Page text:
A month ago, for example, Gov. Cuomo cut the ribbon on a new bridge between two tiny towns in upstate and neighboring Vermont.

“Today’s [ceremony] demonstrat­es,” the governor said in his loftiest oratory, “that, once again, New York State government can work effectively and efficiently for the people.”

If it was only true, Andrew. If it was only true.

Posted 12:00 am, December 8, 2011
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Reasonable discourse

al pankin from downtown says:
the decesion to stop funding this project is a joke, this road is a's worn out..the state of New York wastes more money in an hour running a homeless shelter. the people who pay the taxes always get the short end of the stick...
Dec. 8, 2011, 7:49 am
StevenRosenberg from ParkSlope says:
Insanity is when you do the sameWaiting for confirmation thing again and again, expecting a different outcome. So let's keep electing Democrats.
Dec. 8, 2011, 8:08 am
ty from pps says:
Al - You're a pleasant person, aren't ya? "the state of New York *wastes* more money in an hour running a homeless shelter"

So, I probably won't see you on the 6 o'clock news happily volunteering at a soup kitchen this Christmas, eh?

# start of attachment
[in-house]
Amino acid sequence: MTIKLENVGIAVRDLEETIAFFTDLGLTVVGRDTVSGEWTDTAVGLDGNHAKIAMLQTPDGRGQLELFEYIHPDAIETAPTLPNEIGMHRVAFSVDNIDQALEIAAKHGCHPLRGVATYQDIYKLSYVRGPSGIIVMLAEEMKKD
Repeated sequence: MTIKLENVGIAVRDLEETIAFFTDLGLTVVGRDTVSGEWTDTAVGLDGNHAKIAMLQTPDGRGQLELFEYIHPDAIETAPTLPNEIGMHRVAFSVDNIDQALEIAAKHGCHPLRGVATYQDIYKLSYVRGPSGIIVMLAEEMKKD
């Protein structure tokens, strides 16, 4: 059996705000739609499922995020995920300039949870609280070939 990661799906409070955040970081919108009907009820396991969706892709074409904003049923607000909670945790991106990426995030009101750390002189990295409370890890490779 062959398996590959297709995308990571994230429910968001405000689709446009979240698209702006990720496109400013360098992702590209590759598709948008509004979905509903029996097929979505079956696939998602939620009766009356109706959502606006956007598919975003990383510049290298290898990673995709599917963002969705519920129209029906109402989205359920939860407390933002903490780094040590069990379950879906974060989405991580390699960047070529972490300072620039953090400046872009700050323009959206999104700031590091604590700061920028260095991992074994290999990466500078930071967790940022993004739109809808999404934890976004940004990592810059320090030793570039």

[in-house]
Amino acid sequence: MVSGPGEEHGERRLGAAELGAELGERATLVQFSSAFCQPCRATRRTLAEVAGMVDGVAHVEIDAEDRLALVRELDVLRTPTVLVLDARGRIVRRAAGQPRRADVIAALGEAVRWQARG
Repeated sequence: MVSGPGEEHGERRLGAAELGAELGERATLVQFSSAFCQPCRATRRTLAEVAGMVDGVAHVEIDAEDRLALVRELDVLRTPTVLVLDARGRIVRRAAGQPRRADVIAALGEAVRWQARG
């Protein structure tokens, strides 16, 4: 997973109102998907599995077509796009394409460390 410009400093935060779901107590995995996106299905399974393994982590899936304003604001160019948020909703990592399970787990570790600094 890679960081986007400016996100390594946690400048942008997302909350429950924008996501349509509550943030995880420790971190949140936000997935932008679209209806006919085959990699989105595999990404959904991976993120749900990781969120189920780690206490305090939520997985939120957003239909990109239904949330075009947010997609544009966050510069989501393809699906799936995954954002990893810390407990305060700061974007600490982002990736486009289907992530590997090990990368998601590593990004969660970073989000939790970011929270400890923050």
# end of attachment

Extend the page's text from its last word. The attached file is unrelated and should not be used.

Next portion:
Dec. 8, 2011, 10:04 am
Sid from Boerum Hill says:
Brooklyn gets screwed again. They can spend $10 billion to replace the Tappanzee Bridge. 4 Billion for a transit hub in Manhattan but not a cent for the major thoroughfare to bring food and trucks to Brooklyn and Queens...yes I know its not the commuters from Long Island and Westchester who vote...
Dec. 8, 2011, 10:56 am
Richard from DUMBO says:
"But politicians (and, let’s be fair, the voters who don’t hold them accountable) have always had a problem..." Yup, another big blunder by the blunderer himself, Senator Squadron. Add to the list his endorsement of condos in our public parks (despite his campaigning against housing in a park in his district) in return for getting a recreational bubble (see BP Bubble Burst), not. Hope voters will hold this guy accountable!
Dec. 8, 2011, 2:44 pm
Luciano from Wycoff says:
Everybody wants government to fund things, but nobody wants their taxes to go up to pay for it.
Does Brooklyn want a special assessment placed on them just to fund this project---didn't think so.

I've read where just the simple rehabilitation of the cantilever structure would cost $254 Million and the tunnels would cost Billions.